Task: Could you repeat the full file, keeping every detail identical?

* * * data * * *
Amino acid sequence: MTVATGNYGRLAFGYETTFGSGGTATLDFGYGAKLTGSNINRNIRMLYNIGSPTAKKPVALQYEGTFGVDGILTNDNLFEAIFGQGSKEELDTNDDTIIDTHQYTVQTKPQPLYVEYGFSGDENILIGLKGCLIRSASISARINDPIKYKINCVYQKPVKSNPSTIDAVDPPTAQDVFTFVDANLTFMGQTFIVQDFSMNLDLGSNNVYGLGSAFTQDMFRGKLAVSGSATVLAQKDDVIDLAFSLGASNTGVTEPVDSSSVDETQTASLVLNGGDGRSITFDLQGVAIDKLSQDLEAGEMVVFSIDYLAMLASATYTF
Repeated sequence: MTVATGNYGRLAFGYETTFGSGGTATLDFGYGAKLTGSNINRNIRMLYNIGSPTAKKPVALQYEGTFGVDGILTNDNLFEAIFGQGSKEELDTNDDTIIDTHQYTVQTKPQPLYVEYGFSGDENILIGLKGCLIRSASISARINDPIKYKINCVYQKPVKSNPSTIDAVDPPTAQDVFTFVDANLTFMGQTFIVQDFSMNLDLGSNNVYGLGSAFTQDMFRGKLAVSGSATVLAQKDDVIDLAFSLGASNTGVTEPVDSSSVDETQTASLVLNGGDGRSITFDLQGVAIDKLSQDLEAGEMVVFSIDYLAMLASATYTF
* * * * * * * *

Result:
Amino acid sequence: MTVATGNYGRLAFGYETTFGSGGTATLDFGYGAKLTGSNINRNIRMLYNIGSPTAKKPVALQYEGTFGVDGILTNDNLFEAIFGQGSKEELDTNDDTIIDTHQYTVQTKPQPLYVEYGFSGDENILIGLKGCLIRSASISARINDPIKYKINCVYQKPVKSNPSTIDAVDPPTAQDVFTFVDANLTFMGQTFIVQDFSMNLDLGSNNVYGLGSAFTQDMFRGKLAVSGSATVLAQKDDVIDLAFSLGASNTGVTEPVDSSSVDETQTASLVLNGGDGRSITFDLQGVAIDKLSQDLEAGEMVVFSIDYLAMLASATYTF
Repeated sequence: MTVATGNYGRLAFGYETTFGSGGTATLDFGYGAKLTGSNINRNIRMLYNIGSPTAKKPVALQYEGTFGVDGILTNDNLFEAIFGQGSKEELDTNDDTIIDTHQYTVQTKPQPLYVEYGFSGDENILIGLKGCLIRSASISARINDPIKYKINCVYQKPVKSNPSTIDAVDPPTAQDVFTFVDANLTFMGQTFIVQDFSMNLDLGSNNVYGLGSAFTQDMFRGKLAVSGSATVLAQKDDVIDLAFSLGASNTGVTEPVDSSSVDETQTASLVLNGGDGRSITFDLQGVAIDKLSQDLEAGEMVVFSIDYLAMLASATYTF